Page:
I’ve seen a lot of cartoons in my day. They generally fall into two camps: the cat-and-mouse, coyote-and-roadrunner variety that tend to devolve into one large pseudo-murder fest that’s good fun for the whole family; and the Duck Tales-Rescue Rangers-Scooby Doo version that tend offer the extended remix plot. In either case, at the end everyone went home or back to their respective caves or Mystery Machines or whatever. But everybody lived to see another day.
This is where Inspector Gadget is different. Or tried to be.
On Inspector Gadget, the villain tried to kill the hero. Repeatedly.
What’s that? You didn’t watch Inspector Gadget? Seriously? First, Gadget had the best theme song in cartoon history, until Duck Tales and Rescue Rangers (and you guys know I’m right). Second, Dr. Claw, Gadget’s only villain, was some combination of Ernst Blofeld and Boris Badinoff—part international spy with nearly limitless resources and a BAD-ASS CAR, part bumbling idiot who is upset by an robotic Inspector Clouseau. And third, he had the cat.
I loved Dr. Claw because he was thoroughly pissed off day in and day out. He HATED Gadget with a passion. And he sincerely TRIED to kill him every single episode. Now, I can’t comment on the efficacy of a criminal mastermind who helms an international crime syndicate but whose schemes are consistently thwarted by a 10-year-old girl and her dog, but his disgust was palpable. He’d watch with chagrin from his chair, only one arm visible, stroking Madcat, cursing at the screen as everything went awry. “I’ll get you next time, Gadget. GADGETTTTT!!” And then zoom off underwater, in the air, whatever in his Awesome-Mobile (it was actually called the MADmobile but it was awesome to me).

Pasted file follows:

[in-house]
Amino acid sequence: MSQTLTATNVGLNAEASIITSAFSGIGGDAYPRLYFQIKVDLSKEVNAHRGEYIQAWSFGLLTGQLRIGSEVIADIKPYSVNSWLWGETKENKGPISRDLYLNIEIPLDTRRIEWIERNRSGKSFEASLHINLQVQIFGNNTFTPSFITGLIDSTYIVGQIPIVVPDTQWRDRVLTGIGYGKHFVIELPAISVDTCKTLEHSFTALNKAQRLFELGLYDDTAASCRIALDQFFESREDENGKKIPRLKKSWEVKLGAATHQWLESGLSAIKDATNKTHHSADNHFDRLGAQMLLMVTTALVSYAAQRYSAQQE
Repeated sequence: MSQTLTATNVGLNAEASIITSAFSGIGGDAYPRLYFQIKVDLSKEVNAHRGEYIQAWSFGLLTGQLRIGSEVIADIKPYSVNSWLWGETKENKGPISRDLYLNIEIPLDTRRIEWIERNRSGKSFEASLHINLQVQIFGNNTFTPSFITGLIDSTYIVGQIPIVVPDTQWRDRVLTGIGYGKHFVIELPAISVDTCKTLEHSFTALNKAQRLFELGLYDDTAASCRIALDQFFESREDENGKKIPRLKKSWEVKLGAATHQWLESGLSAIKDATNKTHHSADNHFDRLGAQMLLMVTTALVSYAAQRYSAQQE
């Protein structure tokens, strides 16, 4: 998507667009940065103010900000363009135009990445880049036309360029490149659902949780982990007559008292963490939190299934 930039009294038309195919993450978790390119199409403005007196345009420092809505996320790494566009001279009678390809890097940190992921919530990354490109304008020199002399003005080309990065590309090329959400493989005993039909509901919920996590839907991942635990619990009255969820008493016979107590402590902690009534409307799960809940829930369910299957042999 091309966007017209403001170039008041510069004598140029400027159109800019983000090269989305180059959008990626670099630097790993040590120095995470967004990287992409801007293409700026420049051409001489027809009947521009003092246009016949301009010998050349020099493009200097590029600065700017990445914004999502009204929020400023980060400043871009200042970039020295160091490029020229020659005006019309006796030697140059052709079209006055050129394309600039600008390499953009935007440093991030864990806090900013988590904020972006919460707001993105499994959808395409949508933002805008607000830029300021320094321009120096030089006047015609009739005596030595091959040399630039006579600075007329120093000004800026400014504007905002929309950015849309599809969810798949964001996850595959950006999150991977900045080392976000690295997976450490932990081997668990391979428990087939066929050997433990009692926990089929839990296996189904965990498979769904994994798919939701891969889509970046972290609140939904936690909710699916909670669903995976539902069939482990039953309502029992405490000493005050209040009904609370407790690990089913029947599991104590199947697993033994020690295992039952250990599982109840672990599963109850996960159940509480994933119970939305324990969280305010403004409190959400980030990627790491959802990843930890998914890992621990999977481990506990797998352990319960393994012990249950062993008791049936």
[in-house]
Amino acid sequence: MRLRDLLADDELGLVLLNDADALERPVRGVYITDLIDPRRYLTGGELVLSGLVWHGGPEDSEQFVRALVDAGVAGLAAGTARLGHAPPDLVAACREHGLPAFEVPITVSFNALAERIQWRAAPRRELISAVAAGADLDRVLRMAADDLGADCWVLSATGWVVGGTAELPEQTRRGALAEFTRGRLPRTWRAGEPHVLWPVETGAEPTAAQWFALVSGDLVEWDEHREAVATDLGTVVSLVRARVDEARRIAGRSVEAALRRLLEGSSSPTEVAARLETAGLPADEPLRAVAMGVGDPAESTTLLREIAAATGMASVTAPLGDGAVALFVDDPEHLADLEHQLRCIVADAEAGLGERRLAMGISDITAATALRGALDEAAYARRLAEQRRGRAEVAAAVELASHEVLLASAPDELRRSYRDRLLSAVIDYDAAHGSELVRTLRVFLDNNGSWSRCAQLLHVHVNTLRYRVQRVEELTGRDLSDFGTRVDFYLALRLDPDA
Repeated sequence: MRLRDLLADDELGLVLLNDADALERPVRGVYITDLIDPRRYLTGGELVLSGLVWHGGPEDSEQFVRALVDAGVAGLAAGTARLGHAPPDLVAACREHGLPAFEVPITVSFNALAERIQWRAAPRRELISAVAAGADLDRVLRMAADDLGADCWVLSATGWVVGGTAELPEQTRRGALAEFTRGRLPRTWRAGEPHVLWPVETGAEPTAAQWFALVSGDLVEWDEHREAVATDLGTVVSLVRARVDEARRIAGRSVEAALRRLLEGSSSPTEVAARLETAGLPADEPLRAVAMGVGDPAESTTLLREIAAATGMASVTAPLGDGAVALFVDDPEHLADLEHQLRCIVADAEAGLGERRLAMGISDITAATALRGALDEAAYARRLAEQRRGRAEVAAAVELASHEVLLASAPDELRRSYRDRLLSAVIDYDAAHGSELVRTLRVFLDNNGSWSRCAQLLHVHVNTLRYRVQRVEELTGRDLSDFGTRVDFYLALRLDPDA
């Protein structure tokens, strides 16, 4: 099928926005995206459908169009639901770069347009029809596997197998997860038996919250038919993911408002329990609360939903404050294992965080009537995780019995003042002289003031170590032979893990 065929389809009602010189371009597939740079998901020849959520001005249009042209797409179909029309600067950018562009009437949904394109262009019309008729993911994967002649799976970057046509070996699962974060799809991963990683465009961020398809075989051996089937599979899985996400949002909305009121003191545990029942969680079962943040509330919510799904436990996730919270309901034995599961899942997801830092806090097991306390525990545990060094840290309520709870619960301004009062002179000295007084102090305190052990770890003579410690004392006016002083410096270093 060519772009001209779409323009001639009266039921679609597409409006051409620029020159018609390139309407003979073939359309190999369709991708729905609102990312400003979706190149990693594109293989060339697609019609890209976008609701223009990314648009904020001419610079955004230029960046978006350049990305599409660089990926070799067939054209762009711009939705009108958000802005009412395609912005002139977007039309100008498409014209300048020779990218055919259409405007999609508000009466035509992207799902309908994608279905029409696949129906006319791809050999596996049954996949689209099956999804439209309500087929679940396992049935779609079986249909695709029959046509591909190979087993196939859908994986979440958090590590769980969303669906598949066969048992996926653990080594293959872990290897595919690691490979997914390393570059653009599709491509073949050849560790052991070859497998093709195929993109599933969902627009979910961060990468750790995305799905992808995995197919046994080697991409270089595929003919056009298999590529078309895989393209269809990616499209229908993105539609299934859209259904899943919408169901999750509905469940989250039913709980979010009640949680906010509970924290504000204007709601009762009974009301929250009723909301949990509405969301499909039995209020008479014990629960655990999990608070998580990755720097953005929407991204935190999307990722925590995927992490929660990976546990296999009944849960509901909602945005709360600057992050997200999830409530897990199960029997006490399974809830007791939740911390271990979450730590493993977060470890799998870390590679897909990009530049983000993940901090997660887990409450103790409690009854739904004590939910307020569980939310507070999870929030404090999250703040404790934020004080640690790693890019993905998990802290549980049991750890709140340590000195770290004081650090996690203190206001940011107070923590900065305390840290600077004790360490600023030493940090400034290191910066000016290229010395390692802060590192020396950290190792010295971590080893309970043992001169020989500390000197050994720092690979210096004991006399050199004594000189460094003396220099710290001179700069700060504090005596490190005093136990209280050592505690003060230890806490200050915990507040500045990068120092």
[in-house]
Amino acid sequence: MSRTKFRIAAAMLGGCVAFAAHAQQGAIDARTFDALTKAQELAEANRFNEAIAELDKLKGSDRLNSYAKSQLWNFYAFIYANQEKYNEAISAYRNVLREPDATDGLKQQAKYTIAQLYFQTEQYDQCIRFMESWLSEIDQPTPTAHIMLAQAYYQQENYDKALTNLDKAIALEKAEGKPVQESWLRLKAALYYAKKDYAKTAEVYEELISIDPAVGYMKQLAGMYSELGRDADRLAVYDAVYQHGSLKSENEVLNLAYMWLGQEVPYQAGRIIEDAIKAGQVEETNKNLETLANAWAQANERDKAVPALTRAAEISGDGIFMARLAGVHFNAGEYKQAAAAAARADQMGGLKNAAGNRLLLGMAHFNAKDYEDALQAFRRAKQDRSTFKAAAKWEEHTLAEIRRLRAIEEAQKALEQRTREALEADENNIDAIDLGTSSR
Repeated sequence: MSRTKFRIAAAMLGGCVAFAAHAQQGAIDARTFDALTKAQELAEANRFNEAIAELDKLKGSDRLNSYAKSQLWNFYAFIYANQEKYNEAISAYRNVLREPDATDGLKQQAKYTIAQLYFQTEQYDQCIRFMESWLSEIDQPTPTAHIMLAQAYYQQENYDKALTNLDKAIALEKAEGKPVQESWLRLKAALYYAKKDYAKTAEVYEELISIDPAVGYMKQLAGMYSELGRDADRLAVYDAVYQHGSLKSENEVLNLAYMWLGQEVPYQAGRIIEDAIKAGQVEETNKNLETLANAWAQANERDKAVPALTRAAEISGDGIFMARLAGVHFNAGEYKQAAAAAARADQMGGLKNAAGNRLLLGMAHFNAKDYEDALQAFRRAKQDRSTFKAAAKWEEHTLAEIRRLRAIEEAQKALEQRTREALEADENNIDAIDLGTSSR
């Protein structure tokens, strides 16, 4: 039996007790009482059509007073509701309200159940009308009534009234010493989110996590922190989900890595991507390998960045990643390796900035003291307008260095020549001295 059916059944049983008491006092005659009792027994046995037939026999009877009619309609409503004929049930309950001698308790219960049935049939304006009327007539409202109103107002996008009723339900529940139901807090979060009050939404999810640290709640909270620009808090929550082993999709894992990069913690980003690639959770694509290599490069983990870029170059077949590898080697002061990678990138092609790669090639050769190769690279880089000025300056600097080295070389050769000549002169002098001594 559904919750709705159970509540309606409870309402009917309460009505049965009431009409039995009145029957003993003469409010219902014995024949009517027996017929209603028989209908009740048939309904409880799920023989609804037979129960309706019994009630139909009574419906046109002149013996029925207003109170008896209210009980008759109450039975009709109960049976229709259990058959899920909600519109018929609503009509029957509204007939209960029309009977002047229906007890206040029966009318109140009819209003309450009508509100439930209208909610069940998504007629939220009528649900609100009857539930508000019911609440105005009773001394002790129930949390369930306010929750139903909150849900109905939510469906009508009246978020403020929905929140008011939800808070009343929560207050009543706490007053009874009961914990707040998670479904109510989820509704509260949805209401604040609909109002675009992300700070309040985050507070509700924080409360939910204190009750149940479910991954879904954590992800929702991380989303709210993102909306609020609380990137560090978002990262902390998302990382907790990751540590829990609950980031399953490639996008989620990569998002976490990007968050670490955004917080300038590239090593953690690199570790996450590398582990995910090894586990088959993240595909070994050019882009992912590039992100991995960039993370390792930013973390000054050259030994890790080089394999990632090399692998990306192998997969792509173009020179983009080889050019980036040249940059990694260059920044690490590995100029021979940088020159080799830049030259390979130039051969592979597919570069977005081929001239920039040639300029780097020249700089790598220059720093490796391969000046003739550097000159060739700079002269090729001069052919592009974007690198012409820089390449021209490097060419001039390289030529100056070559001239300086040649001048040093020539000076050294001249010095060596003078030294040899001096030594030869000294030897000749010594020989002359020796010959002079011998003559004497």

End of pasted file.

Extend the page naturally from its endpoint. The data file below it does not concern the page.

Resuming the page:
I know it’s stupid but Dr. Claw was the first villain that I really dug. I actually rooted for him. He kept getting these awesome schemes kicked to the curb by a Six Million Dollar Man knockoff. It was maddening to me (and to him—he pounded his console week after week with that big-ass metal hand). That’s what worked for me, I guess, I sympathized. I didn’t like Gadget: he was too stupid for me. Penny was a know-it-all; the only one I really dug was the dog, Brain, but he spent his days frustrated that he couldn’t talk and had save this electronic idiot again and again. I was privately hoping he’d win.
As a writer, Dr. Claw made me understand the seductive quality of a good villain: for all the heinous things they do, all the pain they inflict, they have to be likeable somewhere, somehow. They have to have something—a great voice, heavy breathing, a pesky kid with a lightning bolt scar who just gets under your skin—that makes them attractive to the reader. Something more than a maniacal laugh and lofty goals of world domination.
So…tomorrow is J day, J for JAWS. You’ll never go in the water again…